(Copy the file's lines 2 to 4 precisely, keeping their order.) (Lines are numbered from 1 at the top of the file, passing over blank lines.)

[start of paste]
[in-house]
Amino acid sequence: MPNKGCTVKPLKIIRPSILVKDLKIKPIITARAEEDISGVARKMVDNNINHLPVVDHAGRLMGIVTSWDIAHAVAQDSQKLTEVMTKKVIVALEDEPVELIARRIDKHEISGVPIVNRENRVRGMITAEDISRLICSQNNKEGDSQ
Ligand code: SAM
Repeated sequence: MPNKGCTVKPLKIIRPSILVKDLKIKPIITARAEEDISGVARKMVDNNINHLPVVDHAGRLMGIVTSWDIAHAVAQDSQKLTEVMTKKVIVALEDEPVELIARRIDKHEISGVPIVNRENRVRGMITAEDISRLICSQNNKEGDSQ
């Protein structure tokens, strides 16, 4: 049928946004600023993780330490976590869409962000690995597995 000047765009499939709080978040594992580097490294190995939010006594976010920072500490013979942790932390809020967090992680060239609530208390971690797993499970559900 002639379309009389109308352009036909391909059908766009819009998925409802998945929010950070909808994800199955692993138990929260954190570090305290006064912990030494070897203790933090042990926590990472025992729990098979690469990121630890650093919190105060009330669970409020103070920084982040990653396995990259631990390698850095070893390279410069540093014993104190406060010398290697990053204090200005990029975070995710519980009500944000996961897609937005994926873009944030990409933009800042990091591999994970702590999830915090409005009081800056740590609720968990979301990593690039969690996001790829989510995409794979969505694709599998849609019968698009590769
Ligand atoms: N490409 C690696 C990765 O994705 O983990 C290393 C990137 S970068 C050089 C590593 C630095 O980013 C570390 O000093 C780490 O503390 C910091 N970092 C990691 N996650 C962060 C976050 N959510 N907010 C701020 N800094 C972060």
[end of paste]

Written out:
Amino acid sequence: MPNKGCTVKPLKIIRPSILVKDLKIKPIITARAEEDISGVARKMVDNNINHLPVVDHAGRLMGIVTSWDIAHAVAQDSQKLTEVMTKKVIVALEDEPVELIARRIDKHEISGVPIVNRENRVRGMITAEDISRLICSQNNKEGDSQ
Ligand code: SAM
Repeated sequence: MPNKGCTVKPLKIIRPSILVKDLKIKPIITARAEEDISGVARKMVDNNINHLPVVDHAGRLMGIVTSWDIAHAVAQDSQKLTEVMTKKVIVALEDEPVELIARRIDKHEISGVPIVNRENRVRGMITAEDISRLICSQNNKEGDSQ